Australian Museum Journal Avian fossils from Quaternary deposits in "Green Waterhole Cave", south-eastern South Australia

Shortform:
Baird, 1985, Rec. Aust. Mus. 37(6): 353–370
Author(s):
Baird, Robert F.
Year published:
1985
Title:
Avian fossils from Quaternary deposits in "Green Waterhole Cave", south-eastern South Australia
Serial title:
Records of the Australian Museum
Volume:
37
Issue:
6
Start page:
353
End page:
370
DOI:
10.3853/j.0067-1975.37.1985.332
Language:
English
Date published:
23 December 1985
Cover date:
23 December 1985
ISSN:
0067-1975
CODEN:
RAUMAJ
Publisher:
The Australian Museum
Place published:
Sydney, Australia
Subjects:
AVES; PALAEONTOLOGY; QUATERNARY; FOSSIL
Digitized:
31 January 2007
Available online:
09 March 2009
Reference number:
332
EndNote package:
EndNote file
Title page:
Title page (140kb PDF)
Complete work:
Complete work (3066kb PDF)

Abstract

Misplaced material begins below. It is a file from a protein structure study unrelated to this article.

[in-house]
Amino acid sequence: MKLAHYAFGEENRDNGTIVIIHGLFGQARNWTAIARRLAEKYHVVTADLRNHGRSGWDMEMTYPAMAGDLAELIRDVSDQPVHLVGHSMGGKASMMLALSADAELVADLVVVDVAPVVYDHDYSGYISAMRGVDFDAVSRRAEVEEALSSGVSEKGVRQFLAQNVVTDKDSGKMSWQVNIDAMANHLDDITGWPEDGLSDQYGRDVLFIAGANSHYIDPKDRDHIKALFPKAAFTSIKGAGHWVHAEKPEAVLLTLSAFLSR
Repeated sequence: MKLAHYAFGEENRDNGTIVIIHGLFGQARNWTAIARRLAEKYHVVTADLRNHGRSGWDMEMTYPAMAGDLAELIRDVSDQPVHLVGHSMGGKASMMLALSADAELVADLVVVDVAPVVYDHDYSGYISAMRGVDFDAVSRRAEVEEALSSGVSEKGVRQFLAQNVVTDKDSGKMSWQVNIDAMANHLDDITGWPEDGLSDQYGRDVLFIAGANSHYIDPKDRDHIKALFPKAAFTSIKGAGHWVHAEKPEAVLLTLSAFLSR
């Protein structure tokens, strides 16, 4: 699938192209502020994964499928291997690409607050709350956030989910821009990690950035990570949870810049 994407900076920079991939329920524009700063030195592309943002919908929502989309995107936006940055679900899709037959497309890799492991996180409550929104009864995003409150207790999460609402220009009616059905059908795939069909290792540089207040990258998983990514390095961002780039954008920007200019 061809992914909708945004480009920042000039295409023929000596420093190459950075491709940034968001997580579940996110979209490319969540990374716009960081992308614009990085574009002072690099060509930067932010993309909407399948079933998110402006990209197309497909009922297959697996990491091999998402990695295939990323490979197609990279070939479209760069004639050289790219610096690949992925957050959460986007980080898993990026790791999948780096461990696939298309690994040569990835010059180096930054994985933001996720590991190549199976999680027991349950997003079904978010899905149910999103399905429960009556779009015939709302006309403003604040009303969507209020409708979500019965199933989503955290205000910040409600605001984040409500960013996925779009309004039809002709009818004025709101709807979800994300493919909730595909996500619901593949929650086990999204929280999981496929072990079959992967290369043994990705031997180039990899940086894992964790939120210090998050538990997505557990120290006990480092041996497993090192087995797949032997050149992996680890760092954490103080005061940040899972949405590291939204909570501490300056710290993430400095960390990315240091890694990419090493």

Sixteen species of birds have been identified from Quaternary-aged deposits in "Green Waterhole Cave" (L-81 of the Cave Exploration Group of South Australia cave classification) approximately twenty-four kilometres west of Mt Gambier, south-eastern South Australia. All but three species are referable to modern species. The exceptions are a new accipitrid (to be described by Drs P.V. Rich and G.F. van Tets), a new species of coucal, and a new species of passeriform. It is suggested that one of the extant species and all of the new taxa are examples of Pleistocene gigantism. Geographic range extensions are demonstrated for Gallinula mortierii, Calyptorhynchus lathami and the genera Centropus and Orthonyx. Taphonomic study of the deposit, using faunal composition as the main indicator, implies that water was the accumulating agent. Relative dating of the locality has been made by using sea level curves (last sea level transgression over the present eustatic high) and the presence of megafauna. Dating of the last sea level transgression suggests a maximum age of 125,000 years before present (y.B.P.) for the opening of the cave to the surface, because the cave lacks marine influence. The maximum age of accumulation is anytime before 15,000 y.B.P., which is the time of last occurrence of most mammalian megafauna.